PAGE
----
We left the Miami channel heading southeast with a COG of about 135 deg. This allowed us the get a teeny bit south of Bimini, so that once we really experienced the effects of the Gulf Stream current it could carry us north and east without overshooting our goal. In the stream, we gradually adjusted our heading over about an hour from 135deg to 110deg to 95deg. Then we pretty much set the autopilot to steer to a heading of 95deg and left it alone for the rest of the trip. In the fastest part of the Gulf Stream flow, our COG was 75deg, but it eased to 85deg later in the trip. We made good time because we were able to benefit from the flow, rather than fighting hard against it, and we arrived at Bimini Sands Marina on South Bimini by 1:30 pm. That’s more like it! Why cross overnight and arrive sleep deprived and stressed from all the cargo ship traffic when you can cross calmly on a cool sunny day with absolutely no drama?

After raising the yellow quarantine flag, our good luck continued as Capt Mike caught a $5 taxi to the airport, and breezed through customs and immigration with no issues. Filled out a whole bunch of papers, handed over $300 in cash, and we are free to stay in the Bahamas for the next four months. We replaced that Q flag with the Bahamas courtesy flag and celebrated this big milestone. After all, we’d been working since the end of September to prepare for this, and making significant boat repairs right up until the day before!

We had a champagne toast with Jeff and Trish of SV Elixir who were also feeling the sense of accomplishment. They are a sweet newlywed couple from Sarnia, Ontario who are cruising for a year on their Honeymoon. Making it out of the ICW and out of the US winter is certainly something worth celebrating!

Crossing the Gulf Stream to The Bahamas …. Attempt #2

After our pit-crew efficient 15-hour stop in Boot Key Harbor, we were on the move again. Anchor raised, we headed north, planning to leave the Hawk Channel at Angelfish Cut and aim our bow for Bimini. But after listening to Chris Parker’s marine weather forecast on the short wave radio at 6:30 am, we learned that a cold front would pass through Florida tonight, and we should wait for the calm after the storm to make such an ambitious crossing. So we consoled ourselves with another glorious day of sailing along at 6 knots and anchored off Rodriguez Key.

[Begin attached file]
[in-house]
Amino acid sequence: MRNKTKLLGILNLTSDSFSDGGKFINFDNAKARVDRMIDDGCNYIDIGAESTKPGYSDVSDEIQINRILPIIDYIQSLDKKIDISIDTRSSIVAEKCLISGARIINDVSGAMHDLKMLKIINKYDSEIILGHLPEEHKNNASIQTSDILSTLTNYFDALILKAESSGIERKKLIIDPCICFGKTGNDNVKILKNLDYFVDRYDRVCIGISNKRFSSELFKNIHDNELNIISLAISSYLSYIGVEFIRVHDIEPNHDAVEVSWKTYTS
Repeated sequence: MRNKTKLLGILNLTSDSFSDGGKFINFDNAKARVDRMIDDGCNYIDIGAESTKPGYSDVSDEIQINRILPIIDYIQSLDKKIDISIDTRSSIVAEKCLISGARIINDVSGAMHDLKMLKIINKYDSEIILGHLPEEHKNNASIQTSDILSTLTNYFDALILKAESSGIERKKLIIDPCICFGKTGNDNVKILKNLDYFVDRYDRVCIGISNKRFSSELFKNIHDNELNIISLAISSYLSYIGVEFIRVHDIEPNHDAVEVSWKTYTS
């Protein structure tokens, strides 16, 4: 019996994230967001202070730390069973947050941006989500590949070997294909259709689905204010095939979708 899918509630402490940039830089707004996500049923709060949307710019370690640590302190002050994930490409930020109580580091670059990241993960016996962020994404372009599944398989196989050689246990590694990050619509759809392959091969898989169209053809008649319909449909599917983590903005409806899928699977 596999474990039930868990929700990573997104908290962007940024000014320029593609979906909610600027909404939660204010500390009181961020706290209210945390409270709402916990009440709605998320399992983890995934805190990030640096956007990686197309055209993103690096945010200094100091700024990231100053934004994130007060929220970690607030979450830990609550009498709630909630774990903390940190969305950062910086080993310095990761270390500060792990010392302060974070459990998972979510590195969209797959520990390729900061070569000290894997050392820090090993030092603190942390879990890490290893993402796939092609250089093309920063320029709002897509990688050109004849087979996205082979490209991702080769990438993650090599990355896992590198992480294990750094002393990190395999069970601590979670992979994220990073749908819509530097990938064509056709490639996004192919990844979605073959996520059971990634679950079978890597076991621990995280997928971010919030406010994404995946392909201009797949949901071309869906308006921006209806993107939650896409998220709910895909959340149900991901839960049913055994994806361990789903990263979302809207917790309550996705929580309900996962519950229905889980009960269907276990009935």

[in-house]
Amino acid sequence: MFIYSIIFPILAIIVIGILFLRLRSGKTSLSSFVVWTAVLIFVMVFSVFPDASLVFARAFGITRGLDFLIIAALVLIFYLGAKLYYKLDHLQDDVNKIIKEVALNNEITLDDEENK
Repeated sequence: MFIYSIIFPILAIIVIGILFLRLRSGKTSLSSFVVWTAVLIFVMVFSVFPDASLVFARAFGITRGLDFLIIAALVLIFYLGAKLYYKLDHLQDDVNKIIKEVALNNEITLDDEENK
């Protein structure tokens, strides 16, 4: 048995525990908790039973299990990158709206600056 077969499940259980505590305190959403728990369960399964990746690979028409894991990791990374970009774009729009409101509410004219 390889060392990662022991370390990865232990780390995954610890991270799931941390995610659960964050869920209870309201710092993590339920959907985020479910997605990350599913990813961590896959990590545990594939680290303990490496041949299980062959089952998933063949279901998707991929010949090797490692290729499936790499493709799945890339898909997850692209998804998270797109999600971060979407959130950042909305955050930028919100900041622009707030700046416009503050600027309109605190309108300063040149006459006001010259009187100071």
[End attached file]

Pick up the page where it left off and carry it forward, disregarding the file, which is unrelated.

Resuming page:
Now it really feels like we are cruising! Anchoring near just a few boats instead of crowded in a marina or mooring field, cooking a one-pot meal and digging into our canned goods, watching the sunset, moonrise, and sunrise away from city lights.

With that sunrise came a shiver of excitement. This is it! We’ll be in Bimini by nightfall, and will catch up with SV Eileen! Perhaps somebody should have knocked on wood.

A couple hours into our sail, and before we’d even left the protection of the Florida reef, Capt. Mike noticed that the bilge pump was running frequently. With calm seas, there was no real reason for so much water entering the bilge, so he lifted the engine compartment to investigate. A steady stream of water was entering the boat from the rudder…and the stream increased the faster we moved. Huh.

A couple of Google searches later, we’d narrowed it down to the rudder packing gland. Fixing the problem might be as simple as tightening three bolts….or might be as complex and costly as lifting Sanitas out of the water and replacing the packing material. With a spare part we did not currently possess. Double drat! Either way, we decided not to leave the USA with a big leak of water into the boat. So guess what? For the second year in a row, we’re making an unscheduled stop in Miami. Triple drat!

But we made the best of it this time, and anchored in lovely No Name Harbor on Key Biscayne. (Even lovelier after the brightly-lit-up, rap-music-blaring day trippers go home on Saturday night, lol). After our trek to West Marine to purchase parts, we joined a dozen Latino families at a Cuban restaurant for Sunday dinner of lechon asado, pescado entero, and sangria.

And we squeezed in a little time to enjoy the walking paths and beaches of Bill Baggs Cape Florida State Park

And THANKFULLY we did not need to find a boatyard to hoist Sanitas for repairs. Instead, Capt. Mike gambled that our stern was just barely high enough out of the water that he could replace the packing gland material in the water. We both held our breaths when he pulled out the old packing material, leaving a hole in the bottom of the boat, and let our breaths back out when the ocean stayed on the outside where it belongs.

Lots of cruisers in the harbor planning on an early Tuesday morning crossing. Let’s hope this time we will be one of them!